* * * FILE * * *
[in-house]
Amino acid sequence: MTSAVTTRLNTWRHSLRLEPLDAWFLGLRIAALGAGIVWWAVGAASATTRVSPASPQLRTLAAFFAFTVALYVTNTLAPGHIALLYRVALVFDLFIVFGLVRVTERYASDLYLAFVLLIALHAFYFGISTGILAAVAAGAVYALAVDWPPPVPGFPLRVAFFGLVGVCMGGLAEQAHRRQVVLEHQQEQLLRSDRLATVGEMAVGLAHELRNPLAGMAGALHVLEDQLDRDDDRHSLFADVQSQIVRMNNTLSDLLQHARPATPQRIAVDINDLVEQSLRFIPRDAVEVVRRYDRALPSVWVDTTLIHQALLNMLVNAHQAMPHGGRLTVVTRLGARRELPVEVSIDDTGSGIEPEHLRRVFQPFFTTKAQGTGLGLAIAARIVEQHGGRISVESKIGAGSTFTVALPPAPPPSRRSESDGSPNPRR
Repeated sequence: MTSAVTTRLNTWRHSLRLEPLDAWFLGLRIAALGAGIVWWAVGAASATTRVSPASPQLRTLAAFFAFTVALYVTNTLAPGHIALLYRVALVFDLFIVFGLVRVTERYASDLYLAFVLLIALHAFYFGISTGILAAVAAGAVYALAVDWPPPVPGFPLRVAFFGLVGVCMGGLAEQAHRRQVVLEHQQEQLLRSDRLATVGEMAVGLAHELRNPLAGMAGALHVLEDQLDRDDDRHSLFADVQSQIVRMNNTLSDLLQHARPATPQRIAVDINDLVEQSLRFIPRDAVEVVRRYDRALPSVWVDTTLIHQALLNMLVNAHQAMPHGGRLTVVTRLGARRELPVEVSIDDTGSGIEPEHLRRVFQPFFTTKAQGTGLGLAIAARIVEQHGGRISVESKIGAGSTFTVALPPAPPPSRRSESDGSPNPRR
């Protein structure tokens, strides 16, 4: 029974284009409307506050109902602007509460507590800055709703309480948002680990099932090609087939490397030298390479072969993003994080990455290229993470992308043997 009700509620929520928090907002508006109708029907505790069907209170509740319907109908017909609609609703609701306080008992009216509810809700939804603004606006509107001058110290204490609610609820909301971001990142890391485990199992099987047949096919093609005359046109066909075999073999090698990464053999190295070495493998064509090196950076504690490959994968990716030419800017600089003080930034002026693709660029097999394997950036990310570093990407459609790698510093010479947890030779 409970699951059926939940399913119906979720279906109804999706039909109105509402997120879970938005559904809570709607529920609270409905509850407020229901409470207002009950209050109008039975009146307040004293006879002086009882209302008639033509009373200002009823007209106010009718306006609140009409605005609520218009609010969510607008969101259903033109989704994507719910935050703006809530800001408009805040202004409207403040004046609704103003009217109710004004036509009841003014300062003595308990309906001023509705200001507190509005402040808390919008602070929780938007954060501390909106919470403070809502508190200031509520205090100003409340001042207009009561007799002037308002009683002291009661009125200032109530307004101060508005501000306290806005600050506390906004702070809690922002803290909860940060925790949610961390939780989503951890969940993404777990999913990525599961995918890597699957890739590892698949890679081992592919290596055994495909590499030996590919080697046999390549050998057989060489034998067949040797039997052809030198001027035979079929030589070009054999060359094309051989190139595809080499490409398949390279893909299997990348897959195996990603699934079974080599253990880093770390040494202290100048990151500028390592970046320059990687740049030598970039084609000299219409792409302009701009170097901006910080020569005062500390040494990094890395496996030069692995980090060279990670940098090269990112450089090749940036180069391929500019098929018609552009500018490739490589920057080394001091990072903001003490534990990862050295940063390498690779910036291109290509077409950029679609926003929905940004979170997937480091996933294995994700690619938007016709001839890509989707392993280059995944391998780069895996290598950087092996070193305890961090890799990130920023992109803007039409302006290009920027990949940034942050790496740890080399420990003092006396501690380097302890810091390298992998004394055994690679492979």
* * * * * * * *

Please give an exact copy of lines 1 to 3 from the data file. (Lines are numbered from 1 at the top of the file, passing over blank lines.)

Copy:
[in-house]
Amino acid sequence: MTSAVTTRLNTWRHSLRLEPLDAWFLGLRIAALGAGIVWWAVGAASATTRVSPASPQLRTLAAFFAFTVALYVTNTLAPGHIALLYRVALVFDLFIVFGLVRVTERYASDLYLAFVLLIALHAFYFGISTGILAAVAAGAVYALAVDWPPPVPGFPLRVAFFGLVGVCMGGLAEQAHRRQVVLEHQQEQLLRSDRLATVGEMAVGLAHELRNPLAGMAGALHVLEDQLDRDDDRHSLFADVQSQIVRMNNTLSDLLQHARPATPQRIAVDINDLVEQSLRFIPRDAVEVVRRYDRALPSVWVDTTLIHQALLNMLVNAHQAMPHGGRLTVVTRLGARRELPVEVSIDDTGSGIEPEHLRRVFQPFFTTKAQGTGLGLAIAARIVEQHGGRISVESKIGAGSTFTVALPPAPPPSRRSESDGSPNPRR
Repeated sequence: MTSAVTTRLNTWRHSLRLEPLDAWFLGLRIAALGAGIVWWAVGAASATTRVSPASPQLRTLAAFFAFTVALYVTNTLAPGHIALLYRVALVFDLFIVFGLVRVTERYASDLYLAFVLLIALHAFYFGISTGILAAVAAGAVYALAVDWPPPVPGFPLRVAFFGLVGVCMGGLAEQAHRRQVVLEHQQEQLLRSDRLATVGEMAVGLAHELRNPLAGMAGALHVLEDQLDRDDDRHSLFADVQSQIVRMNNTLSDLLQHARPATPQRIAVDINDLVEQSLRFIPRDAVEVVRRYDRALPSVWVDTTLIHQALLNMLVNAHQAMPHGGRLTVVTRLGARRELPVEVSIDDTGSGIEPEHLRRVFQPFFTTKAQGTGLGLAIAARIVEQHGGRISVESKIGAGSTFTVALPPAPPPSRRSESDGSPNPRR